(Men don’t see women’s profiles until women accept the date request.) At the very end of the piece, after Tara and Stuart go on their $600 date, Yoshida reveals that Stuart is married with children.
It is an incredible read—seriously one of the best pieces I’ve read this month—but I’m stuck on this section where Yoshida meets Ohlala founder Pia Poppenreiter and learns why Ohlala is “better” than other dating apps: According to Poppenreiter, Ohlala seeks to improve upon two perceived flaws that Tinder and other dating apps often fall into.
Either way, the goal is to get exactly what you want that night.
When a match opens your photo for the first time, they are drawing some important conclusions about whether you’re right for them. Some women, it turns out, aren’t great at understanding the types of photos that hurt their chances of meeting their match.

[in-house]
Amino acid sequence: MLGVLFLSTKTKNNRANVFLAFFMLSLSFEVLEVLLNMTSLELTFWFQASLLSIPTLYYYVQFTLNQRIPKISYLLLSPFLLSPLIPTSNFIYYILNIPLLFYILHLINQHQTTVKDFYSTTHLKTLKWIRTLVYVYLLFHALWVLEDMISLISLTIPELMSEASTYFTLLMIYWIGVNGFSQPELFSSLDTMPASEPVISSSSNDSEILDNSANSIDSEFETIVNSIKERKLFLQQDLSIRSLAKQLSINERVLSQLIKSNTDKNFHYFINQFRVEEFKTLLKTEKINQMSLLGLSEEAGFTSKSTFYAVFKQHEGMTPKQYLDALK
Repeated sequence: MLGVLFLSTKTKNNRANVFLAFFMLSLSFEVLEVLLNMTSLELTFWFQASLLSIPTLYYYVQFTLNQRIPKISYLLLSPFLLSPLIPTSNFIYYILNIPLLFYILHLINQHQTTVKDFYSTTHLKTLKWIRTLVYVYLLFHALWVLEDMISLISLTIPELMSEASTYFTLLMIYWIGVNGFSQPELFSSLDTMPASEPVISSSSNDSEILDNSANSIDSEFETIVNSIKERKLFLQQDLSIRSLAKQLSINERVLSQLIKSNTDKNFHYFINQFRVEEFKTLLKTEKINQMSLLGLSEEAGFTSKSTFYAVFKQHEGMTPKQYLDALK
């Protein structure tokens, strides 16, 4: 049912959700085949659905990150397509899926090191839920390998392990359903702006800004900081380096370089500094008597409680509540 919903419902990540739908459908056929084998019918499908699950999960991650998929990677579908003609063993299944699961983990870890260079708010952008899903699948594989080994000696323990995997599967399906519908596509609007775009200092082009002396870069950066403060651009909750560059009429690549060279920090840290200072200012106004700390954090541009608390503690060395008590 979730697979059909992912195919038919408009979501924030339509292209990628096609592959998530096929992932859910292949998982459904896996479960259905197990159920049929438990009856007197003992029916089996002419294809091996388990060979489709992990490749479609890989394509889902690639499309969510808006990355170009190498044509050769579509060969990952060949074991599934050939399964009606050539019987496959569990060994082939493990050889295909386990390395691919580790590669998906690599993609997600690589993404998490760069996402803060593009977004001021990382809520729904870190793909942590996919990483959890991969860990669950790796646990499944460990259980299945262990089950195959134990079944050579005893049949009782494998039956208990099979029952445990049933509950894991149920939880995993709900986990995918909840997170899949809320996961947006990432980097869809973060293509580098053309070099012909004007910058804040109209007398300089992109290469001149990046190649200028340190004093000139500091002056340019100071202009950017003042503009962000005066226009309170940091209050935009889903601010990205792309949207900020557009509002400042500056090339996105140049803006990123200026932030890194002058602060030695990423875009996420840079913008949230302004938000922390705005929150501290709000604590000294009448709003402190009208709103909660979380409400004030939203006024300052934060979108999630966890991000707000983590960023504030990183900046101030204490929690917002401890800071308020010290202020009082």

(This is also probably why I’m single.) Verge, meanwhile, gives us an in-depth overview of one woman’s experience with the site: A new app lets women charge for a night out. It’s a longread, and it She’s a matchmaker, as it so happens, specializing in the “sugar dating” niche.